Juvenile Delinquency: Modern Psychologists’ Perspective Essay
Juvenile Delinquency: Modern Psychologists’ Perspective
For psychologists, the discussion about nature versus nurture is essential when it comes to juvenile delinquency - Juvenile Delinquency: Modern Psychologists’ Perspective Essay introduction. The debate between nature and nurture has always taught us ideas and concepts that make us fully understand what juvenile delinquency is. Nature versus nurture is also important in identifying treatments, therapies and cures for delinquent teenagers. A therapist or a psychologist helping a juvenile delinquent person can not go on with the job without considering the nature and nurture that affects the individual seeking for help. Whatever methods a therapist or psychologist formulates for an individual makes sense only when matched with utmost consideration to the biological and social factors that surround the patient (Siegel, et.al 96).
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The discussion on juvenile delinquency in the context of the nature versus nurture debate is not new. It has been around in history. While both sides strongly oppose each other, both present strong arguments and both are supported with excellent research. Countless tries have been made to determine which side wins, but the strength of both claims are too powerful that no psychologist can decide overnight or even over endless research. An initial research about this debate dates back to the 13th Century AD. It was the King of Germany named Fredrick II who conducted the first experiment on this subject. His experiment was done by observing the behavior of a child. He conducted the experiment that focused on child language and identified whether a child would talk if his or her parents would not talk to the child. King Fredrick II requested the mothers to take care of the infants in their homes, but they should not play with them or talk to them. His attempt later on failed because without attention and care, babies will die. Consequently, the babies who did not receive enough interaction died (Siegel, et.al 96).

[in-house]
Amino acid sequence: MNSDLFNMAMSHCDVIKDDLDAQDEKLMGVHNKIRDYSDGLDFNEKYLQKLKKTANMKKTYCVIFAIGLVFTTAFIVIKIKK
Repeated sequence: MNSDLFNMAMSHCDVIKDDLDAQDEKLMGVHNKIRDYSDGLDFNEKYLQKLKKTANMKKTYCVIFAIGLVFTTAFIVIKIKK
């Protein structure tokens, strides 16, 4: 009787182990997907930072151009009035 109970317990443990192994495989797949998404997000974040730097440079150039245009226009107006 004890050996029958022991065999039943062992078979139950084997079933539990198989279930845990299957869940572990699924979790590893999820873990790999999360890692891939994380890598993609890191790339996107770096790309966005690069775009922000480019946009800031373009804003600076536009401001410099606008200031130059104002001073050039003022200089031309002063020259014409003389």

King Fredrick II’s attempt to prove his arguments is the first sign of “nurture” as a factor that shapes the child’s behavior and although it failed, scientists and psychologists sprouted like mushrooms to determine the right experiment. They were sure that the argument was right, but they were hard up in finding the right support to their claims.
Another political figure in Mogul was inspired to do another experiment about this. Emperor Akbar later on tried to give clearer points regarding this issue by focusing on children and religion. His experiment involved what religion would the children take if they were isolated from the society. This, however, became another failed experiment because the children could no longer hear or speak. Because of this, the British empiricist named John Locke conducted a better experiment and concluded that everything in this world is known and understood only with experience. Since this sounded more sensible than the previously conducted experiments and studies, another scientist named Helmholtz, supported Locke’s arguments with science. Helmholtz said that if one can change or control his experience, then that experience is a product of another experience. An individual can perceive the world only through a collected date which he or she gathers as he or she grows old with a specific society. With all these, the nurture as cause of juvenile delinquency was born.Watson further supported this argument by saying that one can train a child depending on how you want him or her to be as he or she grows. You can shape the child’s opinion and mold his or her thoughts as long as the child is influenced by his or her environment. An individual is always a product of the society and the environment he or she is living in (Siegel, et.al 96).